Scot Govt to push nationwide abortion censorship zones ‘as soon as possible’

Plans to impose nationwide censorship zones around abortion clinics in Scotland will be pushed forward “as soon as possible”, an SNP Minister has announced.

Maree Todd, the Minister for Women’s Health, said she will discuss accelerating Green MSP Gillian Mackay’s proposed Abortion Services Safe Access Zones Bill, following a recent UK Supreme Court ruling for Northern Ireland.

The Court rejected evidence that legislation to ban peaceful protest and prayer outside abortion clinics in the Province would disproportionately interfere with the right to protest. The ruling will allow it to become law once it receives Royal Assent.


The Scottish Government previously backed the principles of Mackay’s plans while awaiting the Court’s decision for Northern Ireland.

Mackay has now stated that she is working “as quickly as humanly possible” to push forward her proposals, but acknowledged that a legal challenge to her plans in Scotland was likely.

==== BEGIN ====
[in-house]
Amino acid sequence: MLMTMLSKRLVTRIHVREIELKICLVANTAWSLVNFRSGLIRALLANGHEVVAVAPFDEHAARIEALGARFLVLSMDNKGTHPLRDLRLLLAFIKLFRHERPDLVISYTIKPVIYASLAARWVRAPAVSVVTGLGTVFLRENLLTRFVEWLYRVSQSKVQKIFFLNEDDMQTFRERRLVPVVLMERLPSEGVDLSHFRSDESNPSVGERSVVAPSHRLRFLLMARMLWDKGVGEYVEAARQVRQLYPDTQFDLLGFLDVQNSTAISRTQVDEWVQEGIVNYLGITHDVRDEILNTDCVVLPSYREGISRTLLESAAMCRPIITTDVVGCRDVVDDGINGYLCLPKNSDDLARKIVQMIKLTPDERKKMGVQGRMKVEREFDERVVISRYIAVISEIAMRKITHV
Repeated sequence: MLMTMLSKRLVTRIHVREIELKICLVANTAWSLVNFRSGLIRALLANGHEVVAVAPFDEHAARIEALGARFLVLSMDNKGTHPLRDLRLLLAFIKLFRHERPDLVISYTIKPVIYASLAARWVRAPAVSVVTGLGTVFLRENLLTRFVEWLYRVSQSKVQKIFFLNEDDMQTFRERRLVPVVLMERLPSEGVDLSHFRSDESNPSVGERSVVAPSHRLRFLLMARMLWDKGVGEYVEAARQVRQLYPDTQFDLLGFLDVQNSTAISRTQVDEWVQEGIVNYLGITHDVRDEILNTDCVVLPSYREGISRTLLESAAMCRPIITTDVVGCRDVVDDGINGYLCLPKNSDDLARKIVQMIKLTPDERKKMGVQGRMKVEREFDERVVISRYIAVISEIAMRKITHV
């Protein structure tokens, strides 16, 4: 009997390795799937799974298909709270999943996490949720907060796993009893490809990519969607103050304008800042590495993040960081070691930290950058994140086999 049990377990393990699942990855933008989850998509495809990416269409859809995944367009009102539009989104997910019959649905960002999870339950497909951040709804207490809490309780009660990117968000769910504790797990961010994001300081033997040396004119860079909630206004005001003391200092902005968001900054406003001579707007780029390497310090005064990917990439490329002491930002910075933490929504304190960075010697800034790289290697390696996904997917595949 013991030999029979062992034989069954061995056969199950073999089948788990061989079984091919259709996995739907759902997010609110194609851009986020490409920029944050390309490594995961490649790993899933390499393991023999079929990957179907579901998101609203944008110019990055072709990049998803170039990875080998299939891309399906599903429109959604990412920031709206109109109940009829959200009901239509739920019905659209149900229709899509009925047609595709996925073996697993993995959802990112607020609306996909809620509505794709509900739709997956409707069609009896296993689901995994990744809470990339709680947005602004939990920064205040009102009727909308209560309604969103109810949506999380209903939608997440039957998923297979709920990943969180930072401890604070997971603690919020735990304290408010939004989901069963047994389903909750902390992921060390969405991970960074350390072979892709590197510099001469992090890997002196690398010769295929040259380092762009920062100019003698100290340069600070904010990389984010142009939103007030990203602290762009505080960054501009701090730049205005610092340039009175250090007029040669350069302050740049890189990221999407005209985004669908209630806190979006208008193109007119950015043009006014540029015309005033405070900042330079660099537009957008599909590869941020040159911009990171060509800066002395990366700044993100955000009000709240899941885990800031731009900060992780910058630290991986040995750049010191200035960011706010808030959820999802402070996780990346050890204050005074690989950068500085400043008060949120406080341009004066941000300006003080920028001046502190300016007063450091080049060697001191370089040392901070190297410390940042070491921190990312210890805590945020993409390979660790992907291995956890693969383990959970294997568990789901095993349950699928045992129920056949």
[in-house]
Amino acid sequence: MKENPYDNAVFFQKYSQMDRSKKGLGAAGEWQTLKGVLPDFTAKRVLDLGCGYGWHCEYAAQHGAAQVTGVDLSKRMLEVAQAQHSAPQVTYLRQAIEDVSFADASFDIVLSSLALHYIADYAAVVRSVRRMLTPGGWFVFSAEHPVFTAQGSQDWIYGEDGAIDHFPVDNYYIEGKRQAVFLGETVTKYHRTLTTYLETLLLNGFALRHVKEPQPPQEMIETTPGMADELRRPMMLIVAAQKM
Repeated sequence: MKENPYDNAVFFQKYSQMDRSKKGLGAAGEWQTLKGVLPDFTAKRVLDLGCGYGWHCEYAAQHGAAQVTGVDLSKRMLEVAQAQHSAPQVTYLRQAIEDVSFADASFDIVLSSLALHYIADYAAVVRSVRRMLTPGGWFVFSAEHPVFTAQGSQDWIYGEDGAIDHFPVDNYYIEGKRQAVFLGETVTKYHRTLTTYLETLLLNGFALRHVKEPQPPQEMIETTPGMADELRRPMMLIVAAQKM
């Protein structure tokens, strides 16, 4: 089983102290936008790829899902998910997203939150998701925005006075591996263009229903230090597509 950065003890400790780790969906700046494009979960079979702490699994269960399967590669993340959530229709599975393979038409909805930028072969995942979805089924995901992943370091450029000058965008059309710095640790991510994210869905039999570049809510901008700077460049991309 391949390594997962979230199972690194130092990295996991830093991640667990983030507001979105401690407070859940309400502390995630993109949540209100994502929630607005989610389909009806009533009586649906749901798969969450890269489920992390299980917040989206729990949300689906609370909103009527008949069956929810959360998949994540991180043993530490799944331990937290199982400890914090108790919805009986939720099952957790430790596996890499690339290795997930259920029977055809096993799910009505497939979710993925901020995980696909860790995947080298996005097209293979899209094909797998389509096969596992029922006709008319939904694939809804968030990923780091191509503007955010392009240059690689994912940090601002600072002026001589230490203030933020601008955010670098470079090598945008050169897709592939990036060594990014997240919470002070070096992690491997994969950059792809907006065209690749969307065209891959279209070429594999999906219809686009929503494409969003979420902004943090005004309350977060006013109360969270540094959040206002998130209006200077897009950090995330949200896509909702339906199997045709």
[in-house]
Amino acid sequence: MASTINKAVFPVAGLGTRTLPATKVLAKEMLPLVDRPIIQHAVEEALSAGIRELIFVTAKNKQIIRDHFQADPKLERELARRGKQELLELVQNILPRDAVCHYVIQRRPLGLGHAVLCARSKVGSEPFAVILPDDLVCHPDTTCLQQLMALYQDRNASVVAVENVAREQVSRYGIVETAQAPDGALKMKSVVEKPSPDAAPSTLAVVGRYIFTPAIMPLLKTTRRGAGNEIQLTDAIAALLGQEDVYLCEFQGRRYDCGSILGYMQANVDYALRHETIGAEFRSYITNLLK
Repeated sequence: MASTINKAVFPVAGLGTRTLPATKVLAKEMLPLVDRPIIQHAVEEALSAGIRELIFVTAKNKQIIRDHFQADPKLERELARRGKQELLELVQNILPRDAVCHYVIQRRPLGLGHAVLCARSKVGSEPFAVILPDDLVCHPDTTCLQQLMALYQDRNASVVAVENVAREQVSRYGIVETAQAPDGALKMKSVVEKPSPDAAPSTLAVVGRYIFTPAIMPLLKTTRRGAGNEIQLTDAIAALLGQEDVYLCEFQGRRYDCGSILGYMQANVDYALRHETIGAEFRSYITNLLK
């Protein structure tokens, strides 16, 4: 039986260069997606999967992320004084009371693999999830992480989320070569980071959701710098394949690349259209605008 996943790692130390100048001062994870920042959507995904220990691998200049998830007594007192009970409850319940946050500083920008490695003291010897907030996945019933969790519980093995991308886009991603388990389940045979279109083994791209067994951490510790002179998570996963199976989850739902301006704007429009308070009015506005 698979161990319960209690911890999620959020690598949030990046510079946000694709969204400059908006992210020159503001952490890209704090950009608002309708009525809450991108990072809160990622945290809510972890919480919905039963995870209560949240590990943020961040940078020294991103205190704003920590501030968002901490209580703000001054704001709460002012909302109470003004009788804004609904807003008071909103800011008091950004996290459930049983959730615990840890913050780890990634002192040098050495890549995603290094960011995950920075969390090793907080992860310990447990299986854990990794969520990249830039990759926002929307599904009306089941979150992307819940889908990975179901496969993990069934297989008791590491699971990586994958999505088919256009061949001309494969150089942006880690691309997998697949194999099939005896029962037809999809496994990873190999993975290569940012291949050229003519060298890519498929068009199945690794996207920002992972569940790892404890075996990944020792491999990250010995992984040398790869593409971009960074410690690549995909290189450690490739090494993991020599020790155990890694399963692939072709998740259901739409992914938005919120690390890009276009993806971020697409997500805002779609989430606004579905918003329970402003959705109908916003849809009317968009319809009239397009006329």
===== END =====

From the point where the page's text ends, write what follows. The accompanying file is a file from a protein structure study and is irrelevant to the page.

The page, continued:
The Christian Institute’s Northern Ireland Officer Callum Webster, commenting on the recent UK Supreme Court ruling, said: “Imposing buffer zones silences those who peacefully offer women compassionate alternatives to abortion.

“This is a draconian approach by the State. It denies women the opportunity to consider other responses to a crisis pregnancy that are less harmful to themselves and their baby.”


In October, MPs backed the introduction of similar zones around abortion clinics in England and Wales.

An amendment to the Government’s Public Order Bill to outlaw prayer  and the offering of advice to women outside of abortion clinics was accepted by 297 votes to 110. Under the proposals, anyone found guilty of breaching the rules could face six months in prison.

Some councils have already introduced censorship zones, where reciting Scripture and silently praying within a 150m radius of an abortion clinic have been prohibited.

The nationwide proposals could also include private residences and even churches close to a clinic, meaning pro-life posters or adverts could not be displayed if they can be seen from the street.

Also see:

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